Either way, I enjoyed some of the new gameplay options that already pile on to the arsenal of pitching and interfaces from past iterations. One that jumped out is the new "pinpoint pitching" interface, which asks players to perform certain timed motions with the right analog stick, depending on whatever pitch they want to throw and where they want to throw it. For instance, a fastball is basically straight up and down, while breaking pitches feature a mix of half-circle and straight motions. Personally, I would have made the heavy fastball the same motion as a hadouken, but that's why I'm sitting here and not making games.

This was the most difficult of the pitching interfaces, as a lack of precision and timing in your movements lead to a poor pitch and, in many cases, a chance for opposing batters to send your ball into the stands. If you're a veteran of the series, you might want to try it out for a bit and then revert to whatever's been working for you — or it could be the interface you've always wanted. NBA 2K players who have grown up with the right stick as the key to unlock all of the on-court greatness of their created player might have a chance to excel at it.

As far as offense goes, the newest stuff comes in the form of giving your players "loadouts," where you can outfit your player with a combination of archetype-based perks (pitch velocity, speeds, hitting power, etc.) before you head out into the field. This adds a little more flexibility to your player, especially if you pursue the two-way path. For pitchers, it allows you to try out some new stuff each game or have different loadouts, depending on the lineup you're facing. That applies to field play as well, depending on which pitcher/team you're encountering in a series. This is one of the things that added to my play time, as I occasionally fell down the rabbit hole of fidgeting with loadouts almost every day.

It helps that the game looks great, which I expected on next-gen. Roughly 100 new animations were added, and I could tell they had more to do with general game flow and smoothness. It's not like I can point to one and say, "There it is," but every game felt like a solid display of some of the PS5's power. The presentation is almost airtight, and I still marvel at the player models with every facial tick, grimace and smirk on the mound and batter's box captured. Even the uniforms wrinkle appropriately when the pitcher starts his windup. The stadiums also carry their own bit of visual glory, thanks to some stellar lighting during all parts of the (simulated) day.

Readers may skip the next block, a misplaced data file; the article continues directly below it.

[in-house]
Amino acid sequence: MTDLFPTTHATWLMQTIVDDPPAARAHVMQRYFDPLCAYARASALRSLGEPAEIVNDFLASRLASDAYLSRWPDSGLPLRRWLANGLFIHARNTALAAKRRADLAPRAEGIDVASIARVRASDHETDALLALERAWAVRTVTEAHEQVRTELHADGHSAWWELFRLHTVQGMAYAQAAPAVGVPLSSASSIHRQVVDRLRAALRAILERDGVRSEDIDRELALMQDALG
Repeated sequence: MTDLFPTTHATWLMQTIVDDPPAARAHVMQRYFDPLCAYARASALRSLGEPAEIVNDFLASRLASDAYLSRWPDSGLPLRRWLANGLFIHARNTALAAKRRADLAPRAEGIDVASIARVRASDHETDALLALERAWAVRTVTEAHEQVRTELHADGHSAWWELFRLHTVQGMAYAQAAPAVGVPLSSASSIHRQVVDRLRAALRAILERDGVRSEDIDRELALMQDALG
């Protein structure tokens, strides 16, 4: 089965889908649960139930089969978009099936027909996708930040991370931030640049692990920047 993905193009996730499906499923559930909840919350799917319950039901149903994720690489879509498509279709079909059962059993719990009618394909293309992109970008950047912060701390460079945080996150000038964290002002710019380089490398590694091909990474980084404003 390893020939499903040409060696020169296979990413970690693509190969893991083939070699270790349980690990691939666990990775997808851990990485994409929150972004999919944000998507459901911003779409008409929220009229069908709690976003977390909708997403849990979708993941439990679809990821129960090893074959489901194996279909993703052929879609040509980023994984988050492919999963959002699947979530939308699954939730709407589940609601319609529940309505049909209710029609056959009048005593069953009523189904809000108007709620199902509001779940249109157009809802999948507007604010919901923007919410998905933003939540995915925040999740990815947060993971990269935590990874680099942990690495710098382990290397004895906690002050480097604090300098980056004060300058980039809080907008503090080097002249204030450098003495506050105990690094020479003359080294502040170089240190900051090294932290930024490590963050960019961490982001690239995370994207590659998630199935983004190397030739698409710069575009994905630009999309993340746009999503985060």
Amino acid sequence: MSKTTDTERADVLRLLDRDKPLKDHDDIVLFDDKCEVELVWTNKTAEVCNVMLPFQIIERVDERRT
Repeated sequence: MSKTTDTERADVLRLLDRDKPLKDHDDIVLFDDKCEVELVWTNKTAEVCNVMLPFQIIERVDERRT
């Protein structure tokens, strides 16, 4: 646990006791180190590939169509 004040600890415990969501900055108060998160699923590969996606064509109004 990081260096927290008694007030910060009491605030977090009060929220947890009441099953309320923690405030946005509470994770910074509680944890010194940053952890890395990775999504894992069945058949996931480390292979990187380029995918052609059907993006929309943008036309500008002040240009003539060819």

Speaking of stadiums, there is an actual stadium creation feature this year. That didn't personally appeal to me that much, but it's a huge addition that probably should have been part of The Show a while ago and has serious rabbit-hole potential for anyone with those "Field of Dreams" if-you-build-it-they-will-come visions. It's also kind of fantastic for the creators among the baseball gaming community. Like other aspects of The Show, you can invest as much as you want and still find joy. If you want to take an existing style of stadium and give it some "The Home Edit"-style love, you can do that. For the hardcore builders, there's the "blank canvas" stadium base where you have a hand in designing everything. There are "easy" and "pro" editing modes, along with the ability to simply see and download other stadiums that people have built.

I didn't experience a ton of new items when I dabbled online, but the experience still remains smooth. Diamond Dynasty has been a series fixture, and it carries the appeal of building a team from collected and purchased packs. The one difference this season is that you can bounce your personal ballplayer over into your squad, and his attributes will still build up across game modes.

The Show has been one of the more consistently excellent and complete sports series for years, and MLB The Show 21 maintains that excellence as it steps into the next-gen batter's box. The cover athlete choice of the aforementioned Fernando Tatis, Jr., is no coincidence, as the young star is being seen as one of baseball's next big things, ushering in a possible new era of personality and Q-rating power that the game could sorely use. He can also do everything, and everything is what this series has offered to fans for years at a high level. Time will tell if there is yet another level to reach.

Score: 8.8/10